Islands that Float: An introduction to Lake Titicaca’s Uros people

Step off your boat, onto the hay, and meet the Uros people – a people shrouded in mystery, wrapped in myth and lore.  According to legend, they are the oldest people on the earth – older than the sun itself, their existence stretching back to times long ago.  A peculiar people – set apart in origin and quality.  Their blood, black as night, rendered them immune to the cold.  They could not be struck by lightning.  They could not drown.

But all this was lost.  And as we leave the mists of prehistory we find a different people.  For somewhere along the line, the Uros lost not only their superhuman qualities but even their language as they intermarried with the surrounding Aymara people.

Now we find a people suspended between the waters and the heavens.

For centuries they have been the people of the lake, and Lake Titicaca has been their home. 

And while they may not possess the divine qualities of lore, no one can deny their ingenuity.  For these creative people, seeking to flee the hostility of their neighbors, created a land of their own – literally – and have fashioned more than 40 floating islands made from the totora reeds that grow in the shallows of the lake.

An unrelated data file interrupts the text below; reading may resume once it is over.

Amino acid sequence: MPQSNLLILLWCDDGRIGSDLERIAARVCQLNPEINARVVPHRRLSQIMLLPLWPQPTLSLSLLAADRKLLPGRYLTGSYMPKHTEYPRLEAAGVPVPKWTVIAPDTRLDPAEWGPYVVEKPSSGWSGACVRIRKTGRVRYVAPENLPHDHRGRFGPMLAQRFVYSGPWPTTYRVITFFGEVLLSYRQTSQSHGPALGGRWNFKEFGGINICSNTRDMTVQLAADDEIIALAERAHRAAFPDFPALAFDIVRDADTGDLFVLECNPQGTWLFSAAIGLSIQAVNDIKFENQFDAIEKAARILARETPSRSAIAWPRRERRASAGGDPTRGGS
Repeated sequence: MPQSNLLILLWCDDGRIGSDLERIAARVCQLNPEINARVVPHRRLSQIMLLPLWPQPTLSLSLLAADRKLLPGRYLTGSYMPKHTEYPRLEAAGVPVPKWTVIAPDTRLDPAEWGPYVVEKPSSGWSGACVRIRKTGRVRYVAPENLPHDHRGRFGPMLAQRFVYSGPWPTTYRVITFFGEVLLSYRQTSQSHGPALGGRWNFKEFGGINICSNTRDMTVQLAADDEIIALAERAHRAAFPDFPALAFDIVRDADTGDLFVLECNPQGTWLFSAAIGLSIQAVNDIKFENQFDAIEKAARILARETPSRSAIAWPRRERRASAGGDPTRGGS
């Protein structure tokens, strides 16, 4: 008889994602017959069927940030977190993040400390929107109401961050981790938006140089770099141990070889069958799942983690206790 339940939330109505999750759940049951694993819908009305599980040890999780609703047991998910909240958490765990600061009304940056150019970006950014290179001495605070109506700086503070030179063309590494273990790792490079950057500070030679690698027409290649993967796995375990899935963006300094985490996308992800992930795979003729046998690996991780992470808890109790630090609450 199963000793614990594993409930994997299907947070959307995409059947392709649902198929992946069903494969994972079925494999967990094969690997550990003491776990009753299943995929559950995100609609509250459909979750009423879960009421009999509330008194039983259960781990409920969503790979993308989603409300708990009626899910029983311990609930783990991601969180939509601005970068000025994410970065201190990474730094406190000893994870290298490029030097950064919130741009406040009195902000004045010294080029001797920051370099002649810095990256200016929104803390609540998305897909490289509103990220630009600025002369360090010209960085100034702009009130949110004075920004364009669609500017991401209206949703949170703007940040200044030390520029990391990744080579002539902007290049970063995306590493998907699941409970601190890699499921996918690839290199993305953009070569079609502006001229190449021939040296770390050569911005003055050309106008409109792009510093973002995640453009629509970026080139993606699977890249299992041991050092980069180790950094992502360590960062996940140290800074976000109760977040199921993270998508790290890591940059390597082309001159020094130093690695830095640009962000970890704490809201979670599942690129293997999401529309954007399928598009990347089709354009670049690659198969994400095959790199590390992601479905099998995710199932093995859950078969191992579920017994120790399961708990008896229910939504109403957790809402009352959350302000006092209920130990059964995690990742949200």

Their islands are formed by lashing together the dense root clumps of the totora to form a stable base and by laying the reeds in layers on top.  New reeds are continuously added to the top as the bottom layers rot away creating islands that while constantly changing, have also been around for decades – the oldest supposedly lasting for over 160 years.

And the reeds have provided the Uros with more than just their islands.  Truthfully they form an indespensible part of their way of life.  Their houses are also constructed from these reeds.  Boats are made from them for transportation.  The totora is even used as fuel for cooking fires by lighting them on top of rocks or root clods.

Now the Uros are again undergoing a time of great change, and while they are in no danger of losing qualities of myth, they find themselves once again in a battle to maintain their culture, their way of life, their identify.  Once it was intermarriage with the Aymara that lost them their language.  Now it is the ways of the Western world that beckons to them.

In what can only be described as one of history’s ironies, we find that while the developed world has brought the tourism that sustains them, it has proven to be a double edged sword for the Uros people.  With increased exposure, the appeal of the West has proven increasingly alluring to each succeeding generation.

Could it be that the people of the lake – these people who outlasted the mighty Inca by centuries – will find that they too are threatened with numbered days, or will the ingenuity and flexibility that has marked these people for so long pave the way for their preservation?  Only time will tell.



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